Building the tilting router lift - part 2
Building the tilting mount
The tilting mechanism is really quite a simple affair, consisting of a set of hinges on either side of the router, and brackets for locking the tilt angle in place.
I used a scroll saw to cut out the curved slot in the tilt lock, but a jigsaw, or a series of overlapping holes would also work.
Checking the selected hinges. These are 3" (75 mm) wide hinges. A bit wider than the mounts, but most smaller hinges are made from much thinner metal. I found some 2.5" hinges that were also fairly sturdy, but they were more expensive than the very common 3" door hinges.
I drilled some extra holes in the hinges because otherwise I could only use two holes against the flanges. After drilling the hole, I used the tip of a larger (3/8" or 10 mm) drill to cut a countersink in the hinge.
The part around the pin of the door hinge is a bit thicker than the rest of the hinge, so a relief needs to be cut on the mounting flanges and on the table bottom. Here I had just chiseled that relief cut into the bottom of the table.
The table is 18 mm (3/4") Baltic birch plywood.
A threaded rod goes all the way across the mount, so that one knob can tighten the flanges on both sides. I initially used an 8" long carriage bolt, and you can see that bolt in some of the pictures. I could only get a bolt that long as a 3/8" bolt. I later swapped the bolt for a 25 cm long piece of 5/16" (M8) threaded rod, seeing that there was threaded rod left over from the lift mechanism anyway. I figure that will make shopping for the screws and such for this project a little easier.
Space is very tight around that threaded rod, and I had to put a spacer between the plastic knob and the washer so that the T-bar of the knob would clear the threaded rod.
It's best to have a disk firmly attached to one end of the threaded rod. I did this by just drilling a slightly undersized hole in a plywood disk and then twisting that onto the end of the rod. I had to hold the threaded rod in the vise while I twisted on that disk. It holds quite well, but if you aren't fully confident in how the threads hold in wood, you could always add a nut behind the plywood disk.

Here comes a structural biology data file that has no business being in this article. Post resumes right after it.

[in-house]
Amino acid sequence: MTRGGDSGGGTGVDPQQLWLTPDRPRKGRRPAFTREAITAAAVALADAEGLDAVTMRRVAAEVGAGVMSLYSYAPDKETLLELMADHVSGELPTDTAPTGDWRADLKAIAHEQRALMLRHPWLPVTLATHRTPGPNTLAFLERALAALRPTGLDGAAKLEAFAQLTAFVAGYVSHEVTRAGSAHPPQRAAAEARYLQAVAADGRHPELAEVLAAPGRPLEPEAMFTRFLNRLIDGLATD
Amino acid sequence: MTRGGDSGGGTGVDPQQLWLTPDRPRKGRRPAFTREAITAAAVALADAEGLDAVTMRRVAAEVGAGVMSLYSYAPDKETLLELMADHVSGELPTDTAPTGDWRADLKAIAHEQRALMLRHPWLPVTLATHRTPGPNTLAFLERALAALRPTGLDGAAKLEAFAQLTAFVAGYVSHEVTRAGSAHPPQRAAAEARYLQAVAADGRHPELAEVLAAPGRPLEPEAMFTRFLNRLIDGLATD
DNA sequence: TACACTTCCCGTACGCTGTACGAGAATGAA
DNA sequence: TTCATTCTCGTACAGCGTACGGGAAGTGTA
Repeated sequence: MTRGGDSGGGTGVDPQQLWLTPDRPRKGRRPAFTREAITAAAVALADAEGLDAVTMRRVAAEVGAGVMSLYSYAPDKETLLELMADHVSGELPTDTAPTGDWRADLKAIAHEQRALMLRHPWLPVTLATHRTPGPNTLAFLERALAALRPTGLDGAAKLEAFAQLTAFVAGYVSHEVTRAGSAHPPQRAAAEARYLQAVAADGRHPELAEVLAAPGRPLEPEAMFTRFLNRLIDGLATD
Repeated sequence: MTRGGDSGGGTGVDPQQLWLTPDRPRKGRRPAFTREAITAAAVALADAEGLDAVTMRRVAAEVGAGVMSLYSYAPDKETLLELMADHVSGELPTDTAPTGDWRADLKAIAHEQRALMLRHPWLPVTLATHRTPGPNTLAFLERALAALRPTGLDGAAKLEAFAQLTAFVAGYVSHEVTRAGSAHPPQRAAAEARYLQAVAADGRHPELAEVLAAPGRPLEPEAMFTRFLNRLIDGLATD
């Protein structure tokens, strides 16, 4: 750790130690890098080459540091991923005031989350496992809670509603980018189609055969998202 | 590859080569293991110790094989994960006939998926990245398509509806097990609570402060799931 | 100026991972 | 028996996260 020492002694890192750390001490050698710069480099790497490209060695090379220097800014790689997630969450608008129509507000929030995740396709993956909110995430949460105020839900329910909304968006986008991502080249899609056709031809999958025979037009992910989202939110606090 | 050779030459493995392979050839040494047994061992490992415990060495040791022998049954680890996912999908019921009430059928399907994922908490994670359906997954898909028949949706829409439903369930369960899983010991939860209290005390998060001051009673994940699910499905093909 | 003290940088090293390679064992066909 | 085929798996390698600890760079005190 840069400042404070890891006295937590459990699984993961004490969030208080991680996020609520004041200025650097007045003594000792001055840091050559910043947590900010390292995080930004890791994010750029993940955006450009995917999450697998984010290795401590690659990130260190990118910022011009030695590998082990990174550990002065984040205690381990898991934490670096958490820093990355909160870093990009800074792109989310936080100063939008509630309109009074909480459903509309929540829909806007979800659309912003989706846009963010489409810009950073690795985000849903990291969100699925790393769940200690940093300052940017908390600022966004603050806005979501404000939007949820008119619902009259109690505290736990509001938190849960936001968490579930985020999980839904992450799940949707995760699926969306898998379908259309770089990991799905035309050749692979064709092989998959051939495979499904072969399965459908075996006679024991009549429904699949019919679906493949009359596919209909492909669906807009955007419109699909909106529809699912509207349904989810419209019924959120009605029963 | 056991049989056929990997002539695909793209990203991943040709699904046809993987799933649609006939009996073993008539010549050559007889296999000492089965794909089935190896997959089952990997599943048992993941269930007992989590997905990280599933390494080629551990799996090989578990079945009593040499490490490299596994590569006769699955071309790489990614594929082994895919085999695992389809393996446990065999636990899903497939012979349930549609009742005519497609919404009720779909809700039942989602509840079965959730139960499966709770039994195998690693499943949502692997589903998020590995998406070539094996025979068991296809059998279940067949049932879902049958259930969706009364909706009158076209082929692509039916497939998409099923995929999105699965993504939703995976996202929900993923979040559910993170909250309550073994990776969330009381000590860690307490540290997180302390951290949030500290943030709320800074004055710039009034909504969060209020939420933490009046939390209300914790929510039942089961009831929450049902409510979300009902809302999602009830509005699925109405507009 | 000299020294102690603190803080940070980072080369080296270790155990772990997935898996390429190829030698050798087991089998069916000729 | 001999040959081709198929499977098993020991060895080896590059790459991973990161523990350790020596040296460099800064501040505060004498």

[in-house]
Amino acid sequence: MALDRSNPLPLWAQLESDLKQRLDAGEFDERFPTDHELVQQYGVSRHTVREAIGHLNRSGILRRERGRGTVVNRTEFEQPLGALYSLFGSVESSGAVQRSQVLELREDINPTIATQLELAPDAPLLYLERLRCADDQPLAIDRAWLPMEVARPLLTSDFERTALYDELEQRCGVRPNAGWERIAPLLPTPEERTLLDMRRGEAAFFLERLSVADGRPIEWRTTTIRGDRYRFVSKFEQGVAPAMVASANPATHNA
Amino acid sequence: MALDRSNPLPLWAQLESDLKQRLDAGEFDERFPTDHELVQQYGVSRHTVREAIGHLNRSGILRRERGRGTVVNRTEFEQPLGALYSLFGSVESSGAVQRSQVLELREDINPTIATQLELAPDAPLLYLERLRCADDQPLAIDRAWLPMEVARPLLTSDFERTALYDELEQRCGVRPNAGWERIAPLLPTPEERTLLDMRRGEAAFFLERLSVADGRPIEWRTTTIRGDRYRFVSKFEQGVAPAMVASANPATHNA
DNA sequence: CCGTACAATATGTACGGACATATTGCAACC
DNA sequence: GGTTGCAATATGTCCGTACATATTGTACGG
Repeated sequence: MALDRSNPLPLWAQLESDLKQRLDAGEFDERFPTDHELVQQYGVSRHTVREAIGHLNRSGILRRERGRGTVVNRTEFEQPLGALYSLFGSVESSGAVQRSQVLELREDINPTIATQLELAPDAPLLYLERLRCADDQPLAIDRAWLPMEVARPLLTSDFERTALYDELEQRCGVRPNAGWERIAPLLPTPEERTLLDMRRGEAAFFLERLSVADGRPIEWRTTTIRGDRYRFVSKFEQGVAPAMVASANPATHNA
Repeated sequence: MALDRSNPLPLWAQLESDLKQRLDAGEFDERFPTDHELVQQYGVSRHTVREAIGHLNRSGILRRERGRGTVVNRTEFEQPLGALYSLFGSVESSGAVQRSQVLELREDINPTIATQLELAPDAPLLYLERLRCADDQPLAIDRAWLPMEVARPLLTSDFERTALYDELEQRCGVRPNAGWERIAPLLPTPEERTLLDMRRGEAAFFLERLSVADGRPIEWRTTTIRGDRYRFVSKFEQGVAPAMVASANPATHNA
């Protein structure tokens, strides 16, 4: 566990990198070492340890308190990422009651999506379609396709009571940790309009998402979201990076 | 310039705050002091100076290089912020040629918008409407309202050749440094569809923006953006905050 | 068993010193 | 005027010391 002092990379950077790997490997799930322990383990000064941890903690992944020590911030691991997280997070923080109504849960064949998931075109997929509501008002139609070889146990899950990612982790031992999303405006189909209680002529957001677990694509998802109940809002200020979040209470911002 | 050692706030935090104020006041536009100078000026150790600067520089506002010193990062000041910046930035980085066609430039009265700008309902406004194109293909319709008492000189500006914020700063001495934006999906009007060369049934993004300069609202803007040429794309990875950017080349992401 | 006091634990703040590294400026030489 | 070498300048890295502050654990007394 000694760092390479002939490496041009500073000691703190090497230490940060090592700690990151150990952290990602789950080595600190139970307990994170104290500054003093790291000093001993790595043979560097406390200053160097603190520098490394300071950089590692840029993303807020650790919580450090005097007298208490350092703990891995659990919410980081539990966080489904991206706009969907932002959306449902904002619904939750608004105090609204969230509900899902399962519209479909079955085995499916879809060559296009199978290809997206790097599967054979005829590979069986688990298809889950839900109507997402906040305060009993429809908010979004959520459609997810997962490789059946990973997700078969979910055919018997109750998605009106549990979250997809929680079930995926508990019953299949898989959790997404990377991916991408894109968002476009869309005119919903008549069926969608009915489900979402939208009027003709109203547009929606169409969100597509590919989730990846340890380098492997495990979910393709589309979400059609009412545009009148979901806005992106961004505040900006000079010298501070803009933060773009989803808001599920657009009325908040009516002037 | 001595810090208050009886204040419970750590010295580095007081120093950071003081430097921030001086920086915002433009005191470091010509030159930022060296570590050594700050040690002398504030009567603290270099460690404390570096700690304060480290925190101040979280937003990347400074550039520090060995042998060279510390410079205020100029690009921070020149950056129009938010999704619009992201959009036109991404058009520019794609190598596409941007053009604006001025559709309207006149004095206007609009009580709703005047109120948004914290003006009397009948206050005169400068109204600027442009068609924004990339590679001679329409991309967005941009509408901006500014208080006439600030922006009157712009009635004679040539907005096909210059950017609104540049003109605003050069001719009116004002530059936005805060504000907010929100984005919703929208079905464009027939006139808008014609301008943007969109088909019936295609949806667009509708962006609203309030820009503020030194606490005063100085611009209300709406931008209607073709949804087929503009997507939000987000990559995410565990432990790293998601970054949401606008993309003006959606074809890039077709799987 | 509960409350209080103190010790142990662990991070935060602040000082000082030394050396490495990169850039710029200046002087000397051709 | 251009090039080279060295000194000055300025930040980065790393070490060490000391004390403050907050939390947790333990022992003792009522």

I didn't have any 5/16" bar knobs handy, so I made a wooden knob similar to the ones I made for the fence, but 10% bigger. A T-nut pressed into the knob provides the thread. This lift already uses several 5/16" (M8) T-nuts in other places. The plywood disk in this picture fits loosely on the threaded rod (unlike the one in the previous picture)
Router table topThe router table top is made of 3/4" Baltic birch plywood. The router lift is mounted to the bottom of it, and a rectangular insert is inserted from the top.
I start with a 3/4" (19 mm) square cutter. The guides are placed such that this cutter will cut to the line that marks where the 13x15 cm opening will be.
Next switching to a 1/4" (6 mm) wide cutter, but leaving the guides in place, I cut successively deeper until I cut all the way through the plywood. This leaves an opening with a 1/4" or 6 mm ledge all around.
On my previous router lift, I just used a regular door catch magnet, but because this router lift tilts, there wasn't enough room for one of those.
I used a magnet that I reclaimed out of an old hard disk - this saved making a trip to Lee Valley Tools to buy the magnet.
Between the tab in one corner and the screw and magnet in the other, it's enough to hold the insert down against the air blown out of the router.
Router fenceThe fence has two slots that allow it to be clamped in different positions. I'm using my other router lift to cut this slot. But you could rig up a temporary fence to use the router lift you are building to cut this slot.
The gussets are doweled through. So after the glue has dried, I drill a 3.5 cm deep 3/8" (10 mm) hole from the faces into the gusset and then glue in a dowel from the sides. The dowels are cut slightly longer than needed. After gluing, I cut them flush with a chisel. See here for more on that.
I could have cut these on the router table as well, but it was easier to do with my slot mortiser
I drilled a hole just smaller than the bolt head in the top of the knobs, about 8 mm deep, with another hole the exact same size as my bolt all the way through. Next I chisel the opening to be hexagonal for the bolt head, but slightly smaller. I marked that hexagon by inserting the bolt into the hole, then hitting the head with a hammer to leave a hexagonal impression in the wood.
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